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DIVINE WORD COLLEGE OF LAOAG

SCHOOL OF BASIC EDUCATION


HIGH SCHOOL

HUMAN
PAPILLOMAVIRUS

(HPV)

HUMAN PAPILLOMAVIRUS
(HPV)
Human papillomavirus (HPV)
is the most common sexually
transmitted infection in the
United States. Some health
effects caused by HPV can be
prevented with vaccines.
HPV is a different virus than HIV
and HSV (herpes). HPV is so common that nearly all sexually active
men and women get it at some point in their lives. There are many
different types of HPV. Some types can cause health problems
including genital warts and cancers. But there are vaccines that can
stop these health problems from happening.

Human Papillomavirus (HPV) is one of the most


common sexually transmitted diseases in the
United States. Some estimates put the figure at
one million new cases each year and a
prevalence of 20 percent to 40 percent of
sexually active women. Because HPV infection
can have few or no symptoms, a majority of those
infected may not even be aware that they have
the virus.

CAUSES OF HUMAN PAPILLOMAVIRUS


HPV infection occurs when a virus enters your body
through a cut, abrasion or small tear in the outer layer of
your skin. The virus is transferred primarily by skin-to-skin
contact.
Genital HPV infections are contracted through sexual
intercourse, and sex and other skin-to-skin contact in the
genital region. Some HPV infections that result in oral or
upper respiratory lesions are contracted through oral sex.
Its possible for a mother with an HPV infection to transmit
the virus to her infant during delivery. This exposure may
cause HPV infection in the babys genitals or upper
respiratory system.

SYMPTOMS OF HPV
In most cases, HPV goes away on its own
and does not cause any health problems.
But when HPV does not go away, it can
cause health problems like genital warts
and cancer.

Genital warts usually appears as a small


bump or group of bumps in genital area.
They can be small or large, raised or flat,
or shaped like a cauliflower. A healthcare
provider can usually diagnose warts by
looking at genital areas..

Cervical cancer usually does


not have symptoms until it is
quite advanced, very serious
and hard to treat. For these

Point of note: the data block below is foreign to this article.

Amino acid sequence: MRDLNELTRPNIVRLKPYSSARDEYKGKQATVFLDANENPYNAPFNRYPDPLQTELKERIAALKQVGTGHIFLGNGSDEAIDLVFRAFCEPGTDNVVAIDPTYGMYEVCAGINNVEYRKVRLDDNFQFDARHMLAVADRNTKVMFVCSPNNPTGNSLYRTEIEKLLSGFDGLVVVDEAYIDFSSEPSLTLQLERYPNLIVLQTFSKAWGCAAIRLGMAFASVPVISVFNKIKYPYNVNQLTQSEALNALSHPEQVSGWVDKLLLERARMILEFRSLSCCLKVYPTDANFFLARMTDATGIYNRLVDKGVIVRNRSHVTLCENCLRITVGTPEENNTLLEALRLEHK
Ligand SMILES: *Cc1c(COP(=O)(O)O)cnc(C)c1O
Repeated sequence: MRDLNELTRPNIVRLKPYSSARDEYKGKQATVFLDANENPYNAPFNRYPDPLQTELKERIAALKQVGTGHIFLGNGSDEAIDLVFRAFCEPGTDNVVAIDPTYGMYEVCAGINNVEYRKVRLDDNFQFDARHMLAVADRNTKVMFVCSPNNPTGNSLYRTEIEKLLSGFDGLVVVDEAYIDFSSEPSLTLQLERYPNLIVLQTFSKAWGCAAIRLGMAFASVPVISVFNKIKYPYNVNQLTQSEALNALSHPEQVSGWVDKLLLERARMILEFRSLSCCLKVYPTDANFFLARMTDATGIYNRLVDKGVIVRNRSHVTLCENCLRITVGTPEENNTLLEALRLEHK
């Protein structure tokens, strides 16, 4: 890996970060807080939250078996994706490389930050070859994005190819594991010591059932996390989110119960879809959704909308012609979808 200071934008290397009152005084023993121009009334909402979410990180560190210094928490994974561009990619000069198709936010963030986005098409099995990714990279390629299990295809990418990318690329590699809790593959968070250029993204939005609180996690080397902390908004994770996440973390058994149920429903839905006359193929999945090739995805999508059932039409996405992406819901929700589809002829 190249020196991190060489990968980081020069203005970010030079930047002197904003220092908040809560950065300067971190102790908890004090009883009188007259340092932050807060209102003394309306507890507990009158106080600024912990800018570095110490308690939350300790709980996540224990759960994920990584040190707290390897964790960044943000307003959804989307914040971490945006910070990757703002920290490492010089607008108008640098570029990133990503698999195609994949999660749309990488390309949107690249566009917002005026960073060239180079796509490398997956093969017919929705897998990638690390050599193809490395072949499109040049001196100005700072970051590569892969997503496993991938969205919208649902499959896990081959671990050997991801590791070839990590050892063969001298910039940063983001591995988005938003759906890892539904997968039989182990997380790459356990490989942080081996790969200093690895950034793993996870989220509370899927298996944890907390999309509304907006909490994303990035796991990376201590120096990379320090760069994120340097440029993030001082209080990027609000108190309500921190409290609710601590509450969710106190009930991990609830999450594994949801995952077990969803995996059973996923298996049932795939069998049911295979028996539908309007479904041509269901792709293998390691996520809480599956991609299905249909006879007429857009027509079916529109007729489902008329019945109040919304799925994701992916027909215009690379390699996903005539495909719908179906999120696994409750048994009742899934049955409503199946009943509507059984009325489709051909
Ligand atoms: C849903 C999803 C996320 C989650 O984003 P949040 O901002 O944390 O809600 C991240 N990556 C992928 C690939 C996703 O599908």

reason, it is important for
women to get regular
screening for cervical cancer.
Other HPV-related cancers
might not have signs or
symptoms until they are
advanced and hard to treat.
These include cancers of the
vulva, vagina, penis, anus
and oropharynx (cancers of
the back of the throat,
including the base of the
tongue and tonsils.)

HOW IS HPV SPREAD?


You can get HPV by having vaginal, anal, or oral
sex with someone who has the virus. It is most
commonly spread during vaginal or anal sex. HPV
can be passed even when an infected person has
no signs or symptoms.

HPV is spread through sexual contact. Genital warts


resulting from HPV infection can be found around
the anus, vulva, or cervix of women and around the
anus and shaft of the penis in men. Visible warts
are usually harder to see in women than in men.
However, not everyone infected with HPV will
develop warts.
It should be kept in mind that while the risk of
transmitting the virus is the highest when there are
visible warts, transmission can be spread when no
outward signs of HPV are present. Another thing to
keep in mind is that HPV can lay dormant for years.
Even in long-term monogamous relationships ,
genital warts or cervical changes can occur without
an obvious infectious event.

I HAVE HPV WHATNOW WHAT


SHOULD I DO?
For women the most important thing to do is to get a
yearly Pap Tests. About 90% of cervical cancer can be
defected early through a Pap Smear.
Other things you should do include: Report to your
doctor any vaginal bleeding, flank pain or fever.
Inform your physician if you know you have or think
you may exposed a partner to HPV. Notify your
partner that you have HPV and make any decision
about sex, protection and your health together. Use
condoms in each and every anal, vaginal or oral
sexual encounter. Suggest that your sexual partner(s)
get a medical evaluation and a HPV screening.

WHAT DOES MY FUTURE


HOLD?
Once you are infected with HPV, you will probably
carry the virus for life. Remember you can spread
the virus when you have visible warts and you
may be able to spread the virus when no warts
are visible.
Women should have yearly PAP test. Early
detection is the key to a good prognosis. The
presence of HPV or cellular changes of the cervix
should not interfere with a womans ability to bear
children.